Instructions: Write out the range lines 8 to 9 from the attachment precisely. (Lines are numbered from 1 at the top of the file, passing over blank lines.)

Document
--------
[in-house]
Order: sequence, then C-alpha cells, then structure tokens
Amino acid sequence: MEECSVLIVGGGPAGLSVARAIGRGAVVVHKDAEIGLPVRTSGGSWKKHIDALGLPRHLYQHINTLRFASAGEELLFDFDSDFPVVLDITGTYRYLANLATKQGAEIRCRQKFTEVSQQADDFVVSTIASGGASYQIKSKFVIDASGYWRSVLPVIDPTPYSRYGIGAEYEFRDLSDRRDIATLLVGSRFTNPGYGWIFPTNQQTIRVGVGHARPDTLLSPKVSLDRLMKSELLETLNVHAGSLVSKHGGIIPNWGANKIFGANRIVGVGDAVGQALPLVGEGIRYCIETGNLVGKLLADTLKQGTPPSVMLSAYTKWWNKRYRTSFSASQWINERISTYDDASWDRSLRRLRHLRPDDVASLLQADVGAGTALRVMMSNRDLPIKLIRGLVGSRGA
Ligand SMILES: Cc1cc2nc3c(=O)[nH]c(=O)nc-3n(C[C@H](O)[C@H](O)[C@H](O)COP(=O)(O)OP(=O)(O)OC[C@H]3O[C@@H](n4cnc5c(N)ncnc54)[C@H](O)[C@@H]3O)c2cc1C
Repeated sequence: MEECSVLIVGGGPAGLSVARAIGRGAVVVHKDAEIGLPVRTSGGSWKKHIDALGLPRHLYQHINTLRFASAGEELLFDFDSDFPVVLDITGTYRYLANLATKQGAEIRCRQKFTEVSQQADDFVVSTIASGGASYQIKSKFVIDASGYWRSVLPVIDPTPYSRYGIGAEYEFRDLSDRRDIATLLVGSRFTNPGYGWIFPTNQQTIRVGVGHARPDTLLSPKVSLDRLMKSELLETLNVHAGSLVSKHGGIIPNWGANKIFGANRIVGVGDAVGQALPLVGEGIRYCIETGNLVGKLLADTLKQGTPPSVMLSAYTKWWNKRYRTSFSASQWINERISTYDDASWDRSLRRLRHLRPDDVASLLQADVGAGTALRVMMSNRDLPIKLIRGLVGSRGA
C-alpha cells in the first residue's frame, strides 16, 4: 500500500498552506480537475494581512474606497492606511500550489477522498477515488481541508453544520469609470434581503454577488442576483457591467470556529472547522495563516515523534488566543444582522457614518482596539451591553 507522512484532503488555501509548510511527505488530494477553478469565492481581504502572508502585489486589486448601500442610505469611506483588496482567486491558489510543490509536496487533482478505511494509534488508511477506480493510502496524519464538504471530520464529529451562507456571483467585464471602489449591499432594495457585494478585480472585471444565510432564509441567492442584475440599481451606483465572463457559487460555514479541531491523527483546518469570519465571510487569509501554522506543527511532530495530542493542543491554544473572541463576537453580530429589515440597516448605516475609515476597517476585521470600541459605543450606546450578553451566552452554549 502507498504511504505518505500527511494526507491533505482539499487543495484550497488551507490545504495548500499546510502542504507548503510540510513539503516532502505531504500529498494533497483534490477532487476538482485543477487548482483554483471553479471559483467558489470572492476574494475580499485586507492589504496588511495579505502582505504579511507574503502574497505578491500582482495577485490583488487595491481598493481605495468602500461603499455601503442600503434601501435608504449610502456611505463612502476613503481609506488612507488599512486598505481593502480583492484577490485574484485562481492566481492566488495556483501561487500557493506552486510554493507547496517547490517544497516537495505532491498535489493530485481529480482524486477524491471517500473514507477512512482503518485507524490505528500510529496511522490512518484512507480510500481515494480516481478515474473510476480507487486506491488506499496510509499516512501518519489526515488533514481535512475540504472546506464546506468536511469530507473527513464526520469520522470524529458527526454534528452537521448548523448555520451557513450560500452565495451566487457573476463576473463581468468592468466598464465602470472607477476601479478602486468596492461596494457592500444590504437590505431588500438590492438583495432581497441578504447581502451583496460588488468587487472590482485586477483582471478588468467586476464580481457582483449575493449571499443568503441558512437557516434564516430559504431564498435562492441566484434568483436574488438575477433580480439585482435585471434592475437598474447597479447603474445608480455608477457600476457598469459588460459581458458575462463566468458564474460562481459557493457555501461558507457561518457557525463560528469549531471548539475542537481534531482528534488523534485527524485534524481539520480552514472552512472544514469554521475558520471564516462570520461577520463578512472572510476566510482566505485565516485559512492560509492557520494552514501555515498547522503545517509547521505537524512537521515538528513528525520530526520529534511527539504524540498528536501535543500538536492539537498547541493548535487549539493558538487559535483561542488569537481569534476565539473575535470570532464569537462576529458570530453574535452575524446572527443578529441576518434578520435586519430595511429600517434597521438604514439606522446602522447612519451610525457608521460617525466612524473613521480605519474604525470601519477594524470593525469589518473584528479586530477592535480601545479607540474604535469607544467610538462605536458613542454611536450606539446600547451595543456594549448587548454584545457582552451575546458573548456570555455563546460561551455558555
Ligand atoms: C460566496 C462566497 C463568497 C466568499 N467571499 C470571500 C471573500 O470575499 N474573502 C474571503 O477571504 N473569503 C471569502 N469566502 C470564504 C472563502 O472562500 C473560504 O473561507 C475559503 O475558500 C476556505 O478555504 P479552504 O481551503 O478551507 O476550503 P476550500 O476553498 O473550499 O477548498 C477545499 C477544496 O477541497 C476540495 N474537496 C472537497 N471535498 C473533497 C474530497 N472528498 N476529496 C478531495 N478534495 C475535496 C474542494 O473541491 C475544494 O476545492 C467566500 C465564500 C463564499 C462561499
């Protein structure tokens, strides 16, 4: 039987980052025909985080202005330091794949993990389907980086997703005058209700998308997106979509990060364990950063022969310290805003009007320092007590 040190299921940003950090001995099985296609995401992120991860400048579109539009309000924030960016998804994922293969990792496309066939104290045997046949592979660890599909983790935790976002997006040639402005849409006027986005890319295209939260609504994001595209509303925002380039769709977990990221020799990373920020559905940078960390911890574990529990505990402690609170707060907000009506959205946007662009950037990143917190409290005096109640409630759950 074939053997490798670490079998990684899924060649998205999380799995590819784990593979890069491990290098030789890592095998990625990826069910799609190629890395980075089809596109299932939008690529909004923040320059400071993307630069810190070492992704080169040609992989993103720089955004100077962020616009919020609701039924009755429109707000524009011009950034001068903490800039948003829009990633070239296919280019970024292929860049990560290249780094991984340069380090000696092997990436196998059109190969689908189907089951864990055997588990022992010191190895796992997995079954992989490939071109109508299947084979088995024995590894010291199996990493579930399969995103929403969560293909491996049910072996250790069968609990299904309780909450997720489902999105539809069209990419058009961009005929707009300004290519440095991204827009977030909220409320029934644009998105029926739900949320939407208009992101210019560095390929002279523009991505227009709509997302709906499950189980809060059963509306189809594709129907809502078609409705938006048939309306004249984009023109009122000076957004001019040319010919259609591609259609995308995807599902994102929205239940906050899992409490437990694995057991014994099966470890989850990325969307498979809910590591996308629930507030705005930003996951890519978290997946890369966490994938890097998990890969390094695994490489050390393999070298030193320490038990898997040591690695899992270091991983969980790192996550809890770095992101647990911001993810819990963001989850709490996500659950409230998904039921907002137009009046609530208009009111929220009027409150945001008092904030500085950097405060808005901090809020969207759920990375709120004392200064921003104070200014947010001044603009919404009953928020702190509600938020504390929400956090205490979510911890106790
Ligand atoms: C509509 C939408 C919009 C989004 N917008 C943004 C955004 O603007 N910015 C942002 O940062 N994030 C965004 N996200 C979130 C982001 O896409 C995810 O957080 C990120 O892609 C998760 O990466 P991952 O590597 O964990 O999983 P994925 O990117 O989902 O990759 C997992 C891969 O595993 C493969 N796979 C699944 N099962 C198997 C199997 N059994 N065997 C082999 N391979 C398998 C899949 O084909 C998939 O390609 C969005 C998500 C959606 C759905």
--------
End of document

């Protein structure tokens, strides 16, 4: 039987980052025909985080202005330091794949993990389907980086997703005058209700998308997106979509990060364990950063022969310290805003009007320092007590 040190299921940003950090001995099985296609995401992120991860400048579109539009309000924030960016998804994922293969990792496309066939104290045997046949592979660890599909983790935790976002997006040639402005849409006027986005890319295209939260609504994001595209509303925002380039769709977990990221020799990373920020559905940078960390911890574990529990505990402690609170707060907000009506959205946007662009950037990143917190409290005096109640409630759950 074939053997490798670490079998990684899924060649998205999380799995590819784990593979890069491990290098030789890592095998990625990826069910799609190629890395980075089809596109299932939008690529909004923040320059400071993307630069810190070492992704080169040609992989993103720089955004100077962020616009919020609701039924009755429109707000524009011009950034001068903490800039948003829009990633070239296919280019970024292929860049990560290249780094991984340069380090000696092997990436196998059109190969689908189907089951864990055997588990022992010191190895796992997995079954992989490939071109109508299947084979088995024995590894010291199996990493579930399969995103929403969560293909491996049910072996250790069968609990299904309780909450997720489902999105539809069209990419058009961009005929707009300004290519440095991204827009977030909220409320029934644009998105029926739900949320939407208009992101210019560095390929002279523009991505227009709509997302709906499950189980809060059963509306189809594709129907809502078609409705938006048939309306004249984009023109009122000076957004001019040319010919259609591609259609995308995807599902994102929205239940906050899992409490437990694995057991014994099966470890989850990325969307498979809910590591996308629930507030705005930003996951890519978290997946890369966490994938890097998990890969390094695994490489050390393999070298030193320490038990898997040591690695899992270091991983969980790192996550809890770095992101647990911001993810819990963001989850709490996500659950409230998904039921907002137009009046609530208009009111929220009027409150945001008092904030500085950097405060808005901090809020969207759920990375709120004392200064921003104070200014947010001044603009919404009953928020702190509600938020504390929400956090205490979510911890106790
Ligand atoms: C509509 C939408 C919009 C989004 N917008 C943004 C955004 O603007 N910015 C942002 O940062 N994030 C965004 N996200 C979130 C982001 O896409 C995810 O957080 C990120 O892609 C998760 O990466 P991952 O590597 O964990 O999983 P994925 O990117 O989902 O990759 C997992 C891969 O595993 C493969 N796979 C699944 N099962 C198997 C199997 N059994 N065997 C082999 N391979 C398998 C899949 O084909 C998939 O390609 C969005 C998500 C959606 C759905």